…And four more things this week. Maybe five. Or six.
I don’t really know how to frame this stuff, to be honest. I think I had something, but then lost it somewhere along the way. To me, the issues represented here are glaring, but to many they’re not, and I don’t know how to—nor would I want to—try and convince anyone to think anything just because I think it, too.
People think one thing, others think another, and everyone can cite just about anything to prove they’re the ones in the right. And, barring any “evidence”, they can elicit some informal fallacy of reasoning to “prove” their point.
“What so-and-so said must be true because so-and-so’s a doctor. Or leader of business. Or politician. Or president.”
“If we don’t stop this one thing now, other things are bound to arise in greater number and overrun or complicate our way of life.”
“My holy book says so.”
“My holy book says so and it’s right because it’s my holy book.”
“These types of people must be responsible for this act, because the act happened right after these people began to act this way.”
Which all fail to, by the way. But they won’t know that, because all that matters is they establish and reiterate their point to themselves, exclusively, and that there are people out there just like them who will back them up in the process of establishing that same point to themselves, as well.
But what all these stories of this week showcase is someone or some organization trying to convince the world that what someone else did is wrong, and, in the process, winds up showing, usually via some informal fallacy of reasoning, that their motives and actions are just as silly, flawed, harmful and/or wrong, if not more so.
I’ll start with the My Pillow guy, Mike Lindell. Sure, why not? This guy just can’t read the handwriting on the wall. And when he does, he reads it as something to the effect of, “Well, that’s not what the handwriting says!” People as well-to-do as he is shouldn’t be this wall-writing illiterate, but here it is, nonetheless. Lindell was so certain that Trump wasn’t lying about widespread voter fraud back in November 2020 that he put $5 million of his own money where his mouth shouldn’t have been, saying in 2021 at his Cyber Symposium in South Dakota that he’d award the cash to anyone who could pour over data he released publicly and find that it didn’t pertain to the 2020 election. Well, someone did. And then did. If there’s one thing I, personally, the writer of this piece, have learned in my life, it’s never to screw with people who deal in information for a living. This gentleman, a software engineer and cyber detective out of Las Vegas, went over the data and found none of the mumbo-jumbo he was given pertained to the 2020 election. At all. And presented a 15-page paper to prove it. Now, after Mr. Lindell has been told by the arbitrators of an evidentiary hearing that he legally owes $5 million to the engineer, Lindell is literally screaming (holding his ears and jumping up and down with his eyes shut, I’m imagining), “He didn’t prove anything!” Needless to say, he’s going to refuse to pay the $5 million as long as he has lawyers who are willing to be paid to tie whole thing up in court forever.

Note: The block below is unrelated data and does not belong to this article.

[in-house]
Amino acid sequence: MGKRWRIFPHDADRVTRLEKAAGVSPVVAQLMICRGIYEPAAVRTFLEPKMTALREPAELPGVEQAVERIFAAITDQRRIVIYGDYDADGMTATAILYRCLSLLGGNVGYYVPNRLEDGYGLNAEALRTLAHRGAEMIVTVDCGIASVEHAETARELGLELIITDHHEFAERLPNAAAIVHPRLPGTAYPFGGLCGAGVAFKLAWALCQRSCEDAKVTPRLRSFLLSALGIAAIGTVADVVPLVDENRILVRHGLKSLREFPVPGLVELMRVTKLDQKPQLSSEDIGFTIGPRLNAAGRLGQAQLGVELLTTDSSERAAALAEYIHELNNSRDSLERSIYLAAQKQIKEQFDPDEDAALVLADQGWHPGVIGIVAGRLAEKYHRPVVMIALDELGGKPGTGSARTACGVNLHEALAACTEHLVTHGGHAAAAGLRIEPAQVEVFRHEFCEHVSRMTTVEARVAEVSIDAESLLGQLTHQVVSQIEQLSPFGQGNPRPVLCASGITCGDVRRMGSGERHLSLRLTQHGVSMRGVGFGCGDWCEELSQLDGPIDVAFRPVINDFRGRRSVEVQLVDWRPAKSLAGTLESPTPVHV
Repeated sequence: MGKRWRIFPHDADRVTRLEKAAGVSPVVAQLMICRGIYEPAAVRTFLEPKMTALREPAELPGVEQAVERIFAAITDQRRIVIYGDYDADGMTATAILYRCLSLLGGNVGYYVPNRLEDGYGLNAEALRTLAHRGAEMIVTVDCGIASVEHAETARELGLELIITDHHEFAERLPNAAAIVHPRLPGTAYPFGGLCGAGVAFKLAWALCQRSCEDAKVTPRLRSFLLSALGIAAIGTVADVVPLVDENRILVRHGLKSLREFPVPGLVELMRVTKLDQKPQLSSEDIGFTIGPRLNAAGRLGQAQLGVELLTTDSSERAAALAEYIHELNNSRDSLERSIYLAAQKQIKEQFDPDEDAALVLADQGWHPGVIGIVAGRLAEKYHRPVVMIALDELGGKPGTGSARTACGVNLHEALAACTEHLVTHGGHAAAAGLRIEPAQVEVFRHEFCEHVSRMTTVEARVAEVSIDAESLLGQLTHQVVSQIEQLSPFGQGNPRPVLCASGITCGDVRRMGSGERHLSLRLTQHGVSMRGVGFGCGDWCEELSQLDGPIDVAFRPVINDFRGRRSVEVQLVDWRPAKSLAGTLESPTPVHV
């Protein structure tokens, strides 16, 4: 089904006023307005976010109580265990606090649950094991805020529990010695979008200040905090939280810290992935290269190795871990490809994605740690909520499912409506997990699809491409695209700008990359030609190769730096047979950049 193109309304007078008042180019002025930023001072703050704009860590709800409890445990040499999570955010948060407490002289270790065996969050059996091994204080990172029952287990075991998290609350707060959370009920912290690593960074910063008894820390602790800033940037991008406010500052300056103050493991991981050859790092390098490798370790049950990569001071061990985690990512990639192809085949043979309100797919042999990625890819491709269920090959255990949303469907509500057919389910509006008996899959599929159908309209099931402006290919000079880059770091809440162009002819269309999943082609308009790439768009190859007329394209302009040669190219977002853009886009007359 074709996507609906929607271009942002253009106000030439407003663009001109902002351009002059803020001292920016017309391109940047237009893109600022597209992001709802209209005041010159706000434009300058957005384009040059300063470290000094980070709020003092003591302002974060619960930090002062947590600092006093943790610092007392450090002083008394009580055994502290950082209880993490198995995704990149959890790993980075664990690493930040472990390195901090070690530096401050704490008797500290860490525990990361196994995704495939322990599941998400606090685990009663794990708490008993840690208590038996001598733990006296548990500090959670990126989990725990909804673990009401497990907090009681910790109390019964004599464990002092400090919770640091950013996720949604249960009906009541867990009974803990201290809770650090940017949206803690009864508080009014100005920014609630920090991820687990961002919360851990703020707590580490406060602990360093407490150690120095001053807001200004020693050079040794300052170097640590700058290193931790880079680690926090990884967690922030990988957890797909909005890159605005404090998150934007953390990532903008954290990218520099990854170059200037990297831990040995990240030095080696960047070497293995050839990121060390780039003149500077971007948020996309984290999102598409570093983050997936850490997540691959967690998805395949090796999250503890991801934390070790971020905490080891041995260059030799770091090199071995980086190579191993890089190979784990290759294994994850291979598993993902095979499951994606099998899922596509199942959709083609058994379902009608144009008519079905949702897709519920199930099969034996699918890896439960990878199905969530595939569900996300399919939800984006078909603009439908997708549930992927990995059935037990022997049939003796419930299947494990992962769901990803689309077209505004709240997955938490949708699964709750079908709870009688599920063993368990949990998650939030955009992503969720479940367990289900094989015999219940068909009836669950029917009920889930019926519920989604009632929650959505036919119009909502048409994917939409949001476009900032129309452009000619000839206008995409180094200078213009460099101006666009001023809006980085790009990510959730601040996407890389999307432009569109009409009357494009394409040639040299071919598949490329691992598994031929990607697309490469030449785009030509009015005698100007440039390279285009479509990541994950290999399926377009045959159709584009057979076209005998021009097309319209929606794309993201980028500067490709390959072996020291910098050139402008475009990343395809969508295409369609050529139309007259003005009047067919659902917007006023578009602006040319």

This, also, may strike a reader as asinine: seeing someone presented with the integer one, and then another integer of one, and watching them calculate the sum and find it equals not 2, but infinity times infinity plus one jillion: The Susan B. Antony Pro-Life America group (SBA), a very powerful anti-abortion organization with potent ties to Washington, put out a response to Donald Trump’s own reply to a question about his (Trump’s) current stance on abortion, which was very Republican in nature, stating that the legality of abortion should be determined by the states. (There’s your first ‘1’, okay?) Now, that’s just what the Supreme Court had in mind when they ruled back in June, 2022, that abortion was not federally protected by the Constitution; interpreters of law everywhere will tell you (including good old, basic old Wikipedia) that whenever something is determined not to be or to no longer be a federal issue, it, by default, becomes an issue to be ruled upon, independently, by each and every state legislature in America. (There’s your second ‘1’.) And, with those integers, what the math that the folks at SBA actually came up with was that Trump ought to be ashamed of himself for not having the sense to declare that the right to an abortion is an issue that now falls under the jurisdiction of the federal government.